For DH, this communication infrastructure of railways, highways, airports and seaports required the support of the Central Government. The Daily grudges that Mysore state’s claims for better transport facilities were inadequately grasped and insufficiently addressed by the Central Government. Much to the dismay of Mysore, less deserving places in the North (Jagjivan Ram’s – Bihar) seem to have been chosen for more infrastructure investments.
For DH, the “compact North Karnataka” being historically “parcelled out to various administrations” seem to have become worthy of “attention” only with the arrival of the enlarged Mysore State. Building of highways and railways being the responsibility of the Central Government, the Daily demands the railway ministry to “to wake up to the needs of the long neglected region”. It suggests that building of the Karwar seaport and the Hubli-Karwar rail link simultaneously as very important. This prioritizing presumably was meant to facilitate the shifting of ores from Hospet and Hubli. Also, DH expected Karwar to act as a conduit between the North and South India for the transport of petrol and coal, which were otherwise carried in a circuitous route raising the cost of freight. When in 1964, “railway ministry’s the hare brained busy bodies” stated that “there was no justification for Hubli-Karwar rail line” the Daily felt that it led to “bitter disappointment to the public of this State”.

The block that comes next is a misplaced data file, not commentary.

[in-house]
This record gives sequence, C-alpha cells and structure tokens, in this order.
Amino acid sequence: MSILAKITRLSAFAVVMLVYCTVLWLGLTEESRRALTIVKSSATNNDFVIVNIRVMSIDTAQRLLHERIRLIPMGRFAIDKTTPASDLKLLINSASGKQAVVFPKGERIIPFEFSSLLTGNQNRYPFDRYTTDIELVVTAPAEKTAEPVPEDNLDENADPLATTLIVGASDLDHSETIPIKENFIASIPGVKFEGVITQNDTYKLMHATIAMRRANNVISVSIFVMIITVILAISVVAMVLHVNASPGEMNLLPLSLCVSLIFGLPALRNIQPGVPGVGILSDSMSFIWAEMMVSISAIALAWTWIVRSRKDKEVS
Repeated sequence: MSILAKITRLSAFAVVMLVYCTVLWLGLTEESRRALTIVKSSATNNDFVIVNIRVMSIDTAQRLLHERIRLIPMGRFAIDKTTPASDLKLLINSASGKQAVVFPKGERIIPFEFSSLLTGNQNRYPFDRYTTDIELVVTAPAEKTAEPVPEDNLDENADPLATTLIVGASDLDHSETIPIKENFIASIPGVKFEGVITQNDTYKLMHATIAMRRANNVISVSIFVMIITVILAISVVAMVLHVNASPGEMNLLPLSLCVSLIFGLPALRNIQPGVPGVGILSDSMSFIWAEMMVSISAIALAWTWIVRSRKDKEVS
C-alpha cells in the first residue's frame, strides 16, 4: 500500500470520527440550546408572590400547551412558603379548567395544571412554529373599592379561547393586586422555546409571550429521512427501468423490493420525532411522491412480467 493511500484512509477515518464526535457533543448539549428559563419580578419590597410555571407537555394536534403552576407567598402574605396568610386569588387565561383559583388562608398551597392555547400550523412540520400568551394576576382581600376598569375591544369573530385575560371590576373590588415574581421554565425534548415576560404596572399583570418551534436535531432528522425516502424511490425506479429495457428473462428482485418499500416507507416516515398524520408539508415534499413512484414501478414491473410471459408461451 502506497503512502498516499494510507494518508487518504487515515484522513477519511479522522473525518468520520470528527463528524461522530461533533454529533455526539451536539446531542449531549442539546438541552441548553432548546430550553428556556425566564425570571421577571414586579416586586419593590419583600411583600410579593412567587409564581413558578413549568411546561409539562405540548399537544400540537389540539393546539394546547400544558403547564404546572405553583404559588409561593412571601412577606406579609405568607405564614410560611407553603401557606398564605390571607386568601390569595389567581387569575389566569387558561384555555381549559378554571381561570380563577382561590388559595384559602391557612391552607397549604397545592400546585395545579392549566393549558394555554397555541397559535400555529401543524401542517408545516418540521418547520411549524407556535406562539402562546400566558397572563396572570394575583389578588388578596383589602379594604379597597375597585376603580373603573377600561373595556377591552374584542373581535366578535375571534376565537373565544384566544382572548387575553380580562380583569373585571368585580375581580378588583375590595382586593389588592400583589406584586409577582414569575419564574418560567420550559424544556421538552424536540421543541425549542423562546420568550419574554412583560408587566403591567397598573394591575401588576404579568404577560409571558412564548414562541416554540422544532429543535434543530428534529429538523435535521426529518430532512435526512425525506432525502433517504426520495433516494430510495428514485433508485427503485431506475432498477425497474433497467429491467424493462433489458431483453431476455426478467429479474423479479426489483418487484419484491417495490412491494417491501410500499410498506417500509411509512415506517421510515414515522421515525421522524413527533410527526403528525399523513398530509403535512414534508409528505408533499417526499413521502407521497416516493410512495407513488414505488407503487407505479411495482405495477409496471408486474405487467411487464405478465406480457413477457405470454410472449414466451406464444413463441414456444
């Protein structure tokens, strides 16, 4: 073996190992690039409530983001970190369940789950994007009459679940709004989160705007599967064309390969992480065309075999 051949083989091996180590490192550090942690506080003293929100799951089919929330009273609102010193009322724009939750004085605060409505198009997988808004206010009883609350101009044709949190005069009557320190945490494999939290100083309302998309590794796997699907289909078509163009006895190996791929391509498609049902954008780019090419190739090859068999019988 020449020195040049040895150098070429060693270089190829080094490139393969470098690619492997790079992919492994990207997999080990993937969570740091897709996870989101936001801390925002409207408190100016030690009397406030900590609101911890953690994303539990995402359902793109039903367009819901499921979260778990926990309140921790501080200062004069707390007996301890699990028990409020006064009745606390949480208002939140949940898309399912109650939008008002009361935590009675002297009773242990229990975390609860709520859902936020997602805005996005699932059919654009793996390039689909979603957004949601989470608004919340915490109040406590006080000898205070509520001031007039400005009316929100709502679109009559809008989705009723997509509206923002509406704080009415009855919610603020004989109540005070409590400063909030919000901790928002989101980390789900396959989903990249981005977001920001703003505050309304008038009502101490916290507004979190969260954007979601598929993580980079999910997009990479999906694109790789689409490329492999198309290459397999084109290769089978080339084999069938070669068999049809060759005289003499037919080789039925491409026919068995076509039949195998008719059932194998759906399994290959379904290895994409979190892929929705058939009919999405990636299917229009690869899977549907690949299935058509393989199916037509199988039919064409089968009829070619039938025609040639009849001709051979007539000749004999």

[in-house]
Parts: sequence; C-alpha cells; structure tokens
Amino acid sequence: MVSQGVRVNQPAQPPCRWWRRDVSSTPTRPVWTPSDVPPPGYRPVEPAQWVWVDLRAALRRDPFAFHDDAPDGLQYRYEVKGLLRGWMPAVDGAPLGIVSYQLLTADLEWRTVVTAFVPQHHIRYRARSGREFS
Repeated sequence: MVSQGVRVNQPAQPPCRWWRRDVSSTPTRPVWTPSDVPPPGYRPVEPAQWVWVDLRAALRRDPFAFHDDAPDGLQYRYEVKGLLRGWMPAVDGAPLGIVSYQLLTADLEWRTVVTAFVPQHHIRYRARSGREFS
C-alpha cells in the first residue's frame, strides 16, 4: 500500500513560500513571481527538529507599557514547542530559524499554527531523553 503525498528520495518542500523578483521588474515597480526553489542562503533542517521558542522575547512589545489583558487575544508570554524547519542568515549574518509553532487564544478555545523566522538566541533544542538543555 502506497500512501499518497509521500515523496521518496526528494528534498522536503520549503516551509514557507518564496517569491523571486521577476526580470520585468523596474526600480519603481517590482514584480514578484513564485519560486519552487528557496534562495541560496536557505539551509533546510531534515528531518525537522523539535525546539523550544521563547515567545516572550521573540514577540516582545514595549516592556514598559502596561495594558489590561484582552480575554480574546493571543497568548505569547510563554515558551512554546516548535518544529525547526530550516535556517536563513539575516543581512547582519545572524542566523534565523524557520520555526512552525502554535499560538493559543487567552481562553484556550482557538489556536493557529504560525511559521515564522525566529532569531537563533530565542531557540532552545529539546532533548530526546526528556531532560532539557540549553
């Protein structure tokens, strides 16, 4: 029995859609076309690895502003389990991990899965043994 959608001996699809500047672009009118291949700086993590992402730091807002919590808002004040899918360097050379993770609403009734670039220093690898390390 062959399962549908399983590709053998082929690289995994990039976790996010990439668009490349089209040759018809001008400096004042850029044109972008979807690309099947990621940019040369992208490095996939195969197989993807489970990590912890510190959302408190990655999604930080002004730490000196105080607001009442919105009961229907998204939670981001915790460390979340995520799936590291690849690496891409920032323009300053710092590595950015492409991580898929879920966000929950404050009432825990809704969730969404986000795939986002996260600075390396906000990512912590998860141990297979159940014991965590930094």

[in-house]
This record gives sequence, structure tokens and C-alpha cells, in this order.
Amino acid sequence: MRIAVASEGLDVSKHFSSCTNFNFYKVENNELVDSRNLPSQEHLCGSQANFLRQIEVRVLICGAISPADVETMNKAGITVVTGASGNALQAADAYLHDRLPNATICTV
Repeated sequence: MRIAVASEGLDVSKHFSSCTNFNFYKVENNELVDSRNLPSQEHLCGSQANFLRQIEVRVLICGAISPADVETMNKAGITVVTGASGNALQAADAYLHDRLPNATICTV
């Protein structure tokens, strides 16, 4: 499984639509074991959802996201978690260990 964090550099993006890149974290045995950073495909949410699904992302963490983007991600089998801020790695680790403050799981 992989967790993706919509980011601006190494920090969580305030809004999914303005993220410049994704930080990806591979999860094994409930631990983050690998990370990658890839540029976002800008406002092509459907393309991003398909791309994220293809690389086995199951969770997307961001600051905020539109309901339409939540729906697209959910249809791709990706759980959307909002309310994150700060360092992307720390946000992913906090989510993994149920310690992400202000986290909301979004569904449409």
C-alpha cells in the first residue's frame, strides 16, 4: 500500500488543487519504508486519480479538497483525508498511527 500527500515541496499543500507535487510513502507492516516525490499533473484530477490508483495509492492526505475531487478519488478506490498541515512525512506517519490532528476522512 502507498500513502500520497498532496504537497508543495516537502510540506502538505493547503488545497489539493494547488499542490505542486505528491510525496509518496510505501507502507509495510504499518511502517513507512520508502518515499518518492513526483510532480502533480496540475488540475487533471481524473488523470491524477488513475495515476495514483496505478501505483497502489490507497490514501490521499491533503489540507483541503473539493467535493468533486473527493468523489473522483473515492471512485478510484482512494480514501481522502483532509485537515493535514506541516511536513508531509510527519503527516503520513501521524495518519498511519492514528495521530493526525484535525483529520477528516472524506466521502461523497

For the Daily, the need to lay the 90 miles railway line between Hassan and Mangalore for providing an outlet to the Malnad’s dollar earning products appears as a “self-evident need”. While attributing shamelessness to the denial expressed by the railway minister Jagjivan Ram towards the laying of the Hassan-Mangalore Project, it notes with disappointment the minister’s glee “over the extension of the broad gauge line in some obscure region in his own state.” It posts a warning by cautioning that such a policy of open discrimination militates against a scheme of “rational development”.
DH is quite certain that Bangalore, the capital city of Mysore and Karnataka need to become the node of communication both within the state and outside the state. It supported the idea of a trunk route to be laid connecting Bangalore with Trivandrum, Hyderabad, Nagpur and Bombay. It also perceived a need to have a direct broad gauge connection between Mangalore and Bangalore and conversion of meter gauge to broad gauge in the Bangalore-Pune and Bangalore-Mysore line. The “introduction of Viscount is urgently called for” in the Bangalore-Bombay sector to cater to the swelling volume of air traffic.